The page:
Short interest in U.S. stocks increased during the first four months of this year. In May and June, though, they got serious. In the first six months of the year, combined short sales of $28 billion and mark-to-market increases of $110 billion pushed the short interest total to just over $1 trillion.
In a recap of short interest for the first six months of 2023, Ihor Dusaniwsky and Matthew Unterman of S3 Partners noted that short sellers were not necessarily betting that an overbought market was about to make a U-turn.
Rather, they commented, hedge funds were driving the action:
A significant portion of the short selling was due to an increase in hedge fund leverage as they increased both their long and short exposure. Hedge funds increased the total notional size of their portfolios to gain more exposure to the volatile and upward trending market.
Here is a table showing short interest by market sector, including an entry for SPACs.
|Short Interest (millions)|
|Sector||12/30/22 Short Interest||6/30/23 Short Interest||6 Month Short Int. Change||Change Shares Shorted|
Of the 10 most heavily shorted stocks at the end of June, nine are generally considered tech stocks, although Tesla, Amazon and Alibaba are consumer discretionary stocks. The columns list short interest as a percentage of the stock’s float, the percentage of the float using S3’s calculation of synthetic longs created when shorts are sold, and the dollar value of the short interest at the end of June.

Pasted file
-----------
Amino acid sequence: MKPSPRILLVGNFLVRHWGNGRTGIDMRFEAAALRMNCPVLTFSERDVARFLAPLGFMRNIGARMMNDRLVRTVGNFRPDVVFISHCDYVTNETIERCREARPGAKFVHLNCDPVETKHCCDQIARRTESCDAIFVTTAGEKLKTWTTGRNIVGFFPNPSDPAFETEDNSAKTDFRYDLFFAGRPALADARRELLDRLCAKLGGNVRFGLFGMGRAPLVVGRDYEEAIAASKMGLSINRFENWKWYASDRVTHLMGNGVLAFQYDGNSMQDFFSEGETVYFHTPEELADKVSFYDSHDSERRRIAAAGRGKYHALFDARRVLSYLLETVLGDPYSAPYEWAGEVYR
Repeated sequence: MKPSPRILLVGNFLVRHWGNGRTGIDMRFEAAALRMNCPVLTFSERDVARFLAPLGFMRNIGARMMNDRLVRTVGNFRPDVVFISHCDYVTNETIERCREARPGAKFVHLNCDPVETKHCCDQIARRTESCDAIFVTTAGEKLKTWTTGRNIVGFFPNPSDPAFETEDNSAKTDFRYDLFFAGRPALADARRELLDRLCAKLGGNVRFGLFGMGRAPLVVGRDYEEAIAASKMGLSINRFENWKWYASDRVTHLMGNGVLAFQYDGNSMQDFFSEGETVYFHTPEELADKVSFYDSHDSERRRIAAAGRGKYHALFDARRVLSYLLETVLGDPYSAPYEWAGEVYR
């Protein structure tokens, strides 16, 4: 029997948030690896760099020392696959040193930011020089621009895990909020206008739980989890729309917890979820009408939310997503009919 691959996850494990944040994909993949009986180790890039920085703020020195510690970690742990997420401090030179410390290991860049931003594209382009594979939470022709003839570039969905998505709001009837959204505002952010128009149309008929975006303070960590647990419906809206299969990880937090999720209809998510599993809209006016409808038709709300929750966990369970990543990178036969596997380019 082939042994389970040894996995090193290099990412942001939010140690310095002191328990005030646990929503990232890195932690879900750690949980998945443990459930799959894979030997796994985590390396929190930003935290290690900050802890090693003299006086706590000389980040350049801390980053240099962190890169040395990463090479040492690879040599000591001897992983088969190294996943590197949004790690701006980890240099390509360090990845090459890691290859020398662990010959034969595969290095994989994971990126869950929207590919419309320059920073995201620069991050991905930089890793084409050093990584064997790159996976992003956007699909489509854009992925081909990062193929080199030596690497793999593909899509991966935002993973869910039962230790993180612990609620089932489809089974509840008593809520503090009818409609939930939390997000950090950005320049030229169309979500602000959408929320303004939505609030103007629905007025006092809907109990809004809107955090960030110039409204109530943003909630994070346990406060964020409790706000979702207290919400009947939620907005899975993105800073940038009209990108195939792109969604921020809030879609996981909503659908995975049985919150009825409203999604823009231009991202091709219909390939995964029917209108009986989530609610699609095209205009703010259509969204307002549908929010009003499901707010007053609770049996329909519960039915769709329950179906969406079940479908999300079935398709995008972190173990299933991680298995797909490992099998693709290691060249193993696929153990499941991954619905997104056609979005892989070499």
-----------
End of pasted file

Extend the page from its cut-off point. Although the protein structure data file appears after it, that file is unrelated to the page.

|Company||SI % Float||S3 SI % Float||Short Interest (billions)|
|Palo Alto Networks||6.71%||6.29%||$5,160|
S3’s Dusaniwsky and Unterman note that both the energy and utilities sectors saw significant short covering in the first six months of the year. Energy short sellers covered $3 billion in short bets, while utilities sector shorts covered $1.6 billion. These two sectors were only two profitable sectors over the past six months because short sellers “were actively decreasing their exposure in these two profitable sectors.”
The worst-performing sectors for short sellers were consumer discretionary stocks, down 23.27%, and technology, down 32.83%. On a mark-to-market basis, short sellers are down 13.09% for the first half of 2023.
Dusaniwsky and Unterman comment again on the rise in short sales in May and June, and what that rise means going forward:
The short side may be turning into a more stock pickers market as the crowded large cap tech names on the short-side have produced outsized mark-to-market losses and hedge funds may be looking for less crowded names to boost returns after they were under-invested in tech on the long-side for most of the year. Mid-cap and small-cap shorts such as Ralph Lauren Corp., Arbor Realty Trust Inc., Fisker Inc., CareTrust REIT Inc., and Wayfair Inc. are seeing short-side inflows while megacap and large-cap names such as Taiwan Semiconductor Inc., Alphabet Inc., Enbridge Inc., and United Health Group see continued outflows.
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